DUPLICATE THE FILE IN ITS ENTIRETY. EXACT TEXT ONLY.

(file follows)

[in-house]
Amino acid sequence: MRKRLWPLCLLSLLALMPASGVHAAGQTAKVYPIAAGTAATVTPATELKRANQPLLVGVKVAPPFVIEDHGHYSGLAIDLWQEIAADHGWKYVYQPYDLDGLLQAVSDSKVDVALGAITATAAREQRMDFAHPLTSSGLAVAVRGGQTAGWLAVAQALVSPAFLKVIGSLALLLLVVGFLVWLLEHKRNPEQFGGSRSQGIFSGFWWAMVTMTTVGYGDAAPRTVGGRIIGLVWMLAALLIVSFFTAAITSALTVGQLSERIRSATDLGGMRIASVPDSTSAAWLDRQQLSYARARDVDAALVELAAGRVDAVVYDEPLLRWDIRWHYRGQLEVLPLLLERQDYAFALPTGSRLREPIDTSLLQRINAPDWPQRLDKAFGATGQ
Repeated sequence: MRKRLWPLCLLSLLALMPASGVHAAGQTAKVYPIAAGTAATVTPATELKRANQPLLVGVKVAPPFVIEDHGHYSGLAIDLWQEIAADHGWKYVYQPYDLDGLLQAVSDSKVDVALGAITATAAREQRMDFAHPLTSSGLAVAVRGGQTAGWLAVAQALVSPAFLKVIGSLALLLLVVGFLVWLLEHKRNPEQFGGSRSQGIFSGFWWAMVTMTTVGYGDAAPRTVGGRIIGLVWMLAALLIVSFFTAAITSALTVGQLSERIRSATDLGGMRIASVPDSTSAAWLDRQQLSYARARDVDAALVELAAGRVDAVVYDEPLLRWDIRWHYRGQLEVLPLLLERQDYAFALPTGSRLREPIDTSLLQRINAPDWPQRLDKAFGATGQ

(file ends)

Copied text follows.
[in-house]
Amino acid sequence: MRKRLWPLCLLSLLALMPASGVHAAGQTAKVYPIAAGTAATVTPATELKRANQPLLVGVKVAPPFVIEDHGHYSGLAIDLWQEIAADHGWKYVYQPYDLDGLLQAVSDSKVDVALGAITATAAREQRMDFAHPLTSSGLAVAVRGGQTAGWLAVAQALVSPAFLKVIGSLALLLLVVGFLVWLLEHKRNPEQFGGSRSQGIFSGFWWAMVTMTTVGYGDAAPRTVGGRIIGLVWMLAALLIVSFFTAAITSALTVGQLSERIRSATDLGGMRIASVPDSTSAAWLDRQQLSYARARDVDAALVELAAGRVDAVVYDEPLLRWDIRWHYRGQLEVLPLLLERQDYAFALPTGSRLREPIDTSLLQRINAPDWPQRLDKAFGATGQ
Repeated sequence: MRKRLWPLCLLSLLALMPASGVHAAGQTAKVYPIAAGTAATVTPATELKRANQPLLVGVKVAPPFVIEDHGHYSGLAIDLWQEIAADHGWKYVYQPYDLDGLLQAVSDSKVDVALGAITATAAREQRMDFAHPLTSSGLAVAVRGGQTAGWLAVAQALVSPAFLKVIGSLALLLLVVGFLVWLLEHKRNPEQFGGSRSQGIFSGFWWAMVTMTTVGYGDAAPRTVGGRIIGLVWMLAALLIVSFFTAAITSALTVGQLSERIRSATDLGGMRIASVPDSTSAAWLDRQQLSYARARDVDAALVELAAGRVDAVVYDEPLLRWDIRWHYRGQLEVLPLLLERQDYAFALPTGSRLREPIDTSLLQRINAPDWPQRLDKAFGATGQ